Casting a New Light on Sea Turtles

By Sallie Boyles

Evolving over 120 million years, sea turtles, now endangered, have uniquely adapted to the ever-changing planet. As a result, they have carved a highly specialized niche within an ecosystem that depends on their survival as much as the ancient reptiles have come to rely upon their surroundings. For many reasons, a primary threat to that essential natural balance is artificial nighttime lighting along the beaches. Arix Zalace, a lifelong resident of Northwest Florida, invented a flashlight filtering system as a solution that shows brilliance in its simplicity.

A little background about the sea turtle’s life will help to shed some light on the merit of Zalace’s innovation.

The most common among the five species of sea turtles inhabiting Florida’s waters is the loggerhead. The turtles, like all reptiles, are air-breathing, adeptly dive and swim with the help of their streamlined bodies and powerful, paddle-like flippers. Navigating overland is cumbersome, so the male rarely ambles ashore. Nevertheless, the female, upon reaching maturity, returns to land every other year to lay her eggs.

If conditions are right, she will nest multiple times during a single season. Astonishingly, a sea turtle will consistently lay her eggs within one hundred yards of the original nesting place from which she hatched.

How a female sea turtle so precisely returns again and again to the same spot on the beach is mostly a mystery, but scientists believe that location identifiers—such as electromagnetic fields, smell, low-frequency sounds like surf noise, and characteristics of seasonal offshore currents—are imprinted during the hatchling’s initial journey from dune to sea. Therefore, no one should “help” a baby turtle reach the water by carrying it from its nest.

vie magazine casting a new light on sea turtles endangered species ecosystem

With the moon over the water, the cycle begins as the pregnant female swims along the coastline in search of the dark shore. If artificial lighting confuses her, she will, in fact, abandon her nesting attempt. From the start, a dark beach is essential.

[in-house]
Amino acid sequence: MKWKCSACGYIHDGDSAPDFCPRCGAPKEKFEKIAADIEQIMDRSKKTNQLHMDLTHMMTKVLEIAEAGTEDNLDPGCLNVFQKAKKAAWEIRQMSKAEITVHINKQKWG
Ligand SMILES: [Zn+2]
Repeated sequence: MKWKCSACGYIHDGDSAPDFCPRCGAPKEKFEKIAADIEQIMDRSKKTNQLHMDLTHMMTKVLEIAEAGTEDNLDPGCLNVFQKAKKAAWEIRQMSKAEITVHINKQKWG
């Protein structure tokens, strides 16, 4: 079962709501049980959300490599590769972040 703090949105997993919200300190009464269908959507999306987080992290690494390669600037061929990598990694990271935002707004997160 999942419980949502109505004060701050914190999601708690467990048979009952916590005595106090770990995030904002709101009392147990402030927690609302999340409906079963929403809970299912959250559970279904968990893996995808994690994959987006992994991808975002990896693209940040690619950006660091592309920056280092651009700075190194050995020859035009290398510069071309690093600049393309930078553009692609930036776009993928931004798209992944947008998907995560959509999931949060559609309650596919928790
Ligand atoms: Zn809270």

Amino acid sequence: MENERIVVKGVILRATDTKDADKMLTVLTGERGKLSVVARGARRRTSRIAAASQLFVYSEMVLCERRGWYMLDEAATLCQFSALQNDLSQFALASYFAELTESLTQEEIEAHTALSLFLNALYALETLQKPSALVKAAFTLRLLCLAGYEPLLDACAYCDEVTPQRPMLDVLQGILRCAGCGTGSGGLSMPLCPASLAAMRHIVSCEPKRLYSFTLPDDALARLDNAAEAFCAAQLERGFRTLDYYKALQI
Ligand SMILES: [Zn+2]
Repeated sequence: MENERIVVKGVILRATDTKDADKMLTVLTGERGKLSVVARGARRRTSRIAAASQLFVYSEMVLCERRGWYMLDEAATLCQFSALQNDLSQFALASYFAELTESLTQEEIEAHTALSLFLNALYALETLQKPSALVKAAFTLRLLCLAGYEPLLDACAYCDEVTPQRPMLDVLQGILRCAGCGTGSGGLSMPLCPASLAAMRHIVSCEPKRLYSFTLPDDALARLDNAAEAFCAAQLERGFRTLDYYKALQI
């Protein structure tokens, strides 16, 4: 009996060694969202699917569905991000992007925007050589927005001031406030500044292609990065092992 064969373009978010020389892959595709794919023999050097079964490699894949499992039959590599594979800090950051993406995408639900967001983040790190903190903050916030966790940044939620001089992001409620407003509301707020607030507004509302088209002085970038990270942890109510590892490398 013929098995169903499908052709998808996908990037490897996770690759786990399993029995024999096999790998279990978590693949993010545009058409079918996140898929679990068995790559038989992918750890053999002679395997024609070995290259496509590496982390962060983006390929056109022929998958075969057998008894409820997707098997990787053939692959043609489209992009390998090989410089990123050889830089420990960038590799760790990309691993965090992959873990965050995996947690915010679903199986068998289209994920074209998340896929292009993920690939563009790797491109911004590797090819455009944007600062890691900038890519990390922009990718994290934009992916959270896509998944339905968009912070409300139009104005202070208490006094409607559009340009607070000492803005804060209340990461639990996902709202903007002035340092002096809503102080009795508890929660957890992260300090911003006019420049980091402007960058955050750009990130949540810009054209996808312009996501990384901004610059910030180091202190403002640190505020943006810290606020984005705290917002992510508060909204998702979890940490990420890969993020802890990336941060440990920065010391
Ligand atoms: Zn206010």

Leaving a trail in the sand resembling mini tractor tracks, she drags herself to the dune line. There, she spins to dig a crater with her hind fins. When her nest is ready, she goes into a vulnerable trance while depositing her eggs. The number of eggs, the size of ping-pong balls, will range from 80 to 120. Covering the eggs in the warm sand is her final obligation to them.

The incubation period in South Walton is approximately sixty-two days. Rippling movements in the sand, referred to as a “boil” (as if a pot is about to boil), are the first sign of hatchling activity. Ideally, most eggs will hatch in the evening, when the darkness of night makes them less susceptible to prey or dehydration. At night, instinct draws the hatchlings toward the twinkling play of moonlight on the water. Making a beeline to the ocean is vital to their survival. By staying on course, hatchlings best avoid danger, such as night-patrolling ghost crabs.


With the moon over the water, the cycle begins as the pregnant female swims along the coastline in search of the dark shore. If artificial lighting confuses her, she will, in fact, abandon her nesting attempt. From the start, a dark beach is essential.

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Flashlight sticker designed by Arix Zalace

Flashlight sticker designed by Arix Zalace


Meanwhile, just as beams of artificial light deter the female from going ashore to nest, extraneous lights cause hatchlings to stray rather than scramble to the ocean. Witnessing hatchlings firsthand, Arix Zalace has seen babies wander toward seemingly negligible amounts of light. “I was with several turtle watchers when we saw hatchlings turn toward a cell phone in use,” he said.

Since the height of South Walton’s tourism season coincides with prime nesting and hatching season—the first of May through the end of October—Zalace sought a win-win solution to the lighting predicament. The son of ichthyologists, Zalace acquired his parents’ environmental interests. He was also born with a proclivity for science, especially physics, the basis of his invention.

“Nocturnal animals like sea turtles have night vision that enhances their ability to see shorter wavelengths,” explained Zalace. “Along the electromagnetic spectrum, the longest wavelengths are characterized by violets and blues, while reds and yellows emit the shortest wavelengths.” The relevant point is that animals with night vision are not distracted by reds that fall within a wavelength range of 560 to 680 nm. Zalace, therefore, focused on developing a flashlight shield that filtered light so that only reds within the undetected frequency shined through. “By using a protective shield on flashlights, tourists and residents could help safeguard the loggerheads’ nesting and hatching while they continued to enjoy the beach after dark,” offers Zalace.


Bad Light (Left), and Good Light (Right)

“By using a protective shield on flashlights, tourists and residents could help safeguard the loggerheads’ nesting and hatching while they continued to enjoy the beach after dark.”